Millions in revenue and the size of energy bills for consumers from Berlin to Perth will hang on the outcome of a Fair Work Commission hearing on Tuesday after the industrial disputes body agreed to rule on the escalating tensions engulfing gas giant Chevron’s WA operations.
The FWC will hear three applications for intractable bargaining declarations from Chevron, which follow outbreaks of work stoppages at the company’s massive Gorgon and Wheatstone LNG plants.
Full 24-hour strikes are expected to kick off on Thursday.
Chevron’s WA operations supply about 7 per cent of the world’s LNG and the dispute with Offshore Alliance, the union representing LNG workers, has sent jitters through energy markets, with benchmark European prices spiking 13 per cent on Friday.
An intractable bargaining declaration, a new component of industrial law introduced by federal Labor, pushes conflicting parties back to the negotiating table with the FWC facilitating “conciliation conferences”.
If an agreement cannot be reached following the declaration and renewed conciliation efforts, the FWC can impose a ruling on the parties through an intractable workplace bargaining determination, ending the dispute.
FWC President Justice Adam Hatcher is expected to oversee the hearings.
Chevron and Offshore Alliance have been locked in contest for months, with the union pushing for more consultation on roster changes, more transparency around the classification of roles at the plants and greater protections from labour hire companies, while Chevron argues the union wants terms “significantly above” market conditions.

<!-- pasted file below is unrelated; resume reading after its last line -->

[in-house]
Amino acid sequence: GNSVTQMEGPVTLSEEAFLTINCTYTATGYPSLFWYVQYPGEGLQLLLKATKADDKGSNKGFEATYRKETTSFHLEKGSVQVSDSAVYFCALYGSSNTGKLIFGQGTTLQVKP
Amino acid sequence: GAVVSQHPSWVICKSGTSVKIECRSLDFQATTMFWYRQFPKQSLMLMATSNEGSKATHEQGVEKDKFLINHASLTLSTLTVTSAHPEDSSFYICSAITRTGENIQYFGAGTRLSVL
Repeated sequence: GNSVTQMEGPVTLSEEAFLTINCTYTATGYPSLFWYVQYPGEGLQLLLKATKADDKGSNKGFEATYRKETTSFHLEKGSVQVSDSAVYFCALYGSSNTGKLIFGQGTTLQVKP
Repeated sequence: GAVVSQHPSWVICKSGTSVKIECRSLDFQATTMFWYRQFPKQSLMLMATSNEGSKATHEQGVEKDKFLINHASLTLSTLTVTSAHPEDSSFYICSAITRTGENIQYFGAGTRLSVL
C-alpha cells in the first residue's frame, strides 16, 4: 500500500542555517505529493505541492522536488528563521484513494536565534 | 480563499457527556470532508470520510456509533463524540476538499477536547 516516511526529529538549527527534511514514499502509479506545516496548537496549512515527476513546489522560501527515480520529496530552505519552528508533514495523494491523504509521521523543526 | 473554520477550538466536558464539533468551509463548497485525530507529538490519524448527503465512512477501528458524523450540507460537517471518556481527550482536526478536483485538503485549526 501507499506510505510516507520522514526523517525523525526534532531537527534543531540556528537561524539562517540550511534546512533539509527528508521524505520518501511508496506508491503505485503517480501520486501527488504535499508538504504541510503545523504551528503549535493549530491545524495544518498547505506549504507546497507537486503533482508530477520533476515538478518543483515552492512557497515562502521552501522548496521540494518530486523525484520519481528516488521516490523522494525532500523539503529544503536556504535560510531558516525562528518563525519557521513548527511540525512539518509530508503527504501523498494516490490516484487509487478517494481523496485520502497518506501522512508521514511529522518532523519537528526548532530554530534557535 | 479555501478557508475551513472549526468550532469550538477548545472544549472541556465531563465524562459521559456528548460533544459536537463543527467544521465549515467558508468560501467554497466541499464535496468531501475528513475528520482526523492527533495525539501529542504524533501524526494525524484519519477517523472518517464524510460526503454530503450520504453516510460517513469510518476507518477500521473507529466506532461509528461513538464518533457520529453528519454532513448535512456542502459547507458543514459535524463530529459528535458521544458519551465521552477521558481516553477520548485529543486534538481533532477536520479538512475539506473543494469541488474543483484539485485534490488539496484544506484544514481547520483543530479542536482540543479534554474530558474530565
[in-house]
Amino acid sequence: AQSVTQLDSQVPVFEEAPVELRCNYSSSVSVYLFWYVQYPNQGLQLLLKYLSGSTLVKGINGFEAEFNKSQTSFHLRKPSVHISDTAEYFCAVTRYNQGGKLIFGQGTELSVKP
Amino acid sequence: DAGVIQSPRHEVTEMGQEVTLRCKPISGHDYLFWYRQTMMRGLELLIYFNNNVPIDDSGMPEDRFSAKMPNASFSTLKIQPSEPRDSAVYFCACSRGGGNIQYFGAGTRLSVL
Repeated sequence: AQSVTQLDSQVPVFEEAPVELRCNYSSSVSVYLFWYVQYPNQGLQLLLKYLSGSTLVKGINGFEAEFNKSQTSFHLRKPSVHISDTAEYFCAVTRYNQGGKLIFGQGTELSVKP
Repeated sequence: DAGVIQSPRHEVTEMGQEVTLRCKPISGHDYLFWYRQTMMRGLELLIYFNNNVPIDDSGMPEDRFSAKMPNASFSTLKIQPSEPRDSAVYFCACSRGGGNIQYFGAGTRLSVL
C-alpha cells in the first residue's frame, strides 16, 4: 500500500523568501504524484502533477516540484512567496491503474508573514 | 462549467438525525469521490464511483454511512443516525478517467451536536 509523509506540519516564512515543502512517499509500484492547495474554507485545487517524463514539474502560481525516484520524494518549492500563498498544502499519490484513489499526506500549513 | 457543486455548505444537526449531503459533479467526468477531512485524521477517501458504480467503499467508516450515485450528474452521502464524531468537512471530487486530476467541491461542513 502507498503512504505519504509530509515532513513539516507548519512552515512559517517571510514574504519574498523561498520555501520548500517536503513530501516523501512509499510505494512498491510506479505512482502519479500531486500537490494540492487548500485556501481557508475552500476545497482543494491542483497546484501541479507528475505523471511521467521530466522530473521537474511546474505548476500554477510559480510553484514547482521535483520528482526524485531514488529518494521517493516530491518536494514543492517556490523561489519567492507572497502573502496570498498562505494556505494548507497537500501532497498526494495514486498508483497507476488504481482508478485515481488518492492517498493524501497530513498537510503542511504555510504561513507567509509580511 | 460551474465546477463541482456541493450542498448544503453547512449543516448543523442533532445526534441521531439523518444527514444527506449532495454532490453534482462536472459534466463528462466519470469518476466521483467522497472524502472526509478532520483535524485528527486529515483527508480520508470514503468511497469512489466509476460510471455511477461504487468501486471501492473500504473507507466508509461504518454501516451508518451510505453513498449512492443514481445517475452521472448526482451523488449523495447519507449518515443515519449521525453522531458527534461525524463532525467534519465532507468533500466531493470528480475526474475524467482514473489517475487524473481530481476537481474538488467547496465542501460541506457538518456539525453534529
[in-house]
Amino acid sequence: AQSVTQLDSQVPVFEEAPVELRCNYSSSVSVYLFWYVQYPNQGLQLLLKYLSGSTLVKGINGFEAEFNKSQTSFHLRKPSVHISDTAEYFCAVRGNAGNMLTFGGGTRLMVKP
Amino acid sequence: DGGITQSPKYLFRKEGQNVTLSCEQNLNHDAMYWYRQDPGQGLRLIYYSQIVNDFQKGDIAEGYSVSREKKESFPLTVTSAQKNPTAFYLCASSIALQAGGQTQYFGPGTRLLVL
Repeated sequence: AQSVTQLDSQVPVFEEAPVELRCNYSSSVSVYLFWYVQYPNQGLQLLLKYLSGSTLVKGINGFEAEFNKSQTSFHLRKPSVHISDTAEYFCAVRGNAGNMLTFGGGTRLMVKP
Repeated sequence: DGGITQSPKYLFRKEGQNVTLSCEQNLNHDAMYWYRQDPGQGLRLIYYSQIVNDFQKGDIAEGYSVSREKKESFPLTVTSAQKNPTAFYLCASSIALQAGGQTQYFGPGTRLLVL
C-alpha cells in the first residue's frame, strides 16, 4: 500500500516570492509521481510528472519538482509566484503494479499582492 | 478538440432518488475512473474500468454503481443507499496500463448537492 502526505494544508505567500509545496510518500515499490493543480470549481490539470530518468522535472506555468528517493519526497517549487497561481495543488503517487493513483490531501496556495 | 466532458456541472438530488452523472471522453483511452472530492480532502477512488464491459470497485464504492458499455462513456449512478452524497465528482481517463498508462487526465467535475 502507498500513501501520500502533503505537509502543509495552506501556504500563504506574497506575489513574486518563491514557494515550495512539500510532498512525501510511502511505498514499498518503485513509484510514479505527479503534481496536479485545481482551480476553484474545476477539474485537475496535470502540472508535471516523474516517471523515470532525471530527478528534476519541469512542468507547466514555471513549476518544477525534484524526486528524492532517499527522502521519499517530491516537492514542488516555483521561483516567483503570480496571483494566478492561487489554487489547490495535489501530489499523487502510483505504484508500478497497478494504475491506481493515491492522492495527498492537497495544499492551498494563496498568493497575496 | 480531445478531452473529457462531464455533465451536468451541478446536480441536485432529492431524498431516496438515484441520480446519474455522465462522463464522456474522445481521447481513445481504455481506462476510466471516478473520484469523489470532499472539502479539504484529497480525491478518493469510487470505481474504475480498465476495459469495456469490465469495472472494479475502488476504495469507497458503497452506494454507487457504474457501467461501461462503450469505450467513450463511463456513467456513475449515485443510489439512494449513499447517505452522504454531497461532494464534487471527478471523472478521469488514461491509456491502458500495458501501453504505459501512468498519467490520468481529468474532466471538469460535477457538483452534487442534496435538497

It is understood platform workers earn between $230,000 to $370,000 a year, including base salary, allowances and superannuation, and work no more than 26 weeks a year.
EnergyQuest CEO Rick Wilkinson has warned the breakdown could push up power bills for Australians and lead to millions in lost revenue
“The Chevron negotiations are not for the faint-hearted,” he said.
“They put at risk a third of Australia’s LNG exports and almost half of Western Australia’s domestic gas supply.
“The daily revenue at risk to Chevron and its partners, an estimated $76m per day, means a quick solution is a priority.”
EnergyQuest research shows the WA domestic gas market is already under “some stress”.
“WA is already struggling with low performance of the gas reservation policy against the target of 15 per cent of LNG volumes,” EnergyQuest states.
“EnergyQuest estimates that only 7.4 per cent was achieved in 2022.
“WA domestic gas prices are also on the rise.
“The average WA spot price has risen 65.7 per cent higher for June quarter over last year’s quarter, averaging $9.18/GJ for this June quarter.
“Any additional supply difficulties which puts upward pressure on WA gas prices is not going to be welcome.
Drawn-out LNG disputes can be costly.
The 76-day strike at Shell’s floating LNG ship Prelude in 2022 was reported to have cost the company $1.5bn, or $19.7m a day.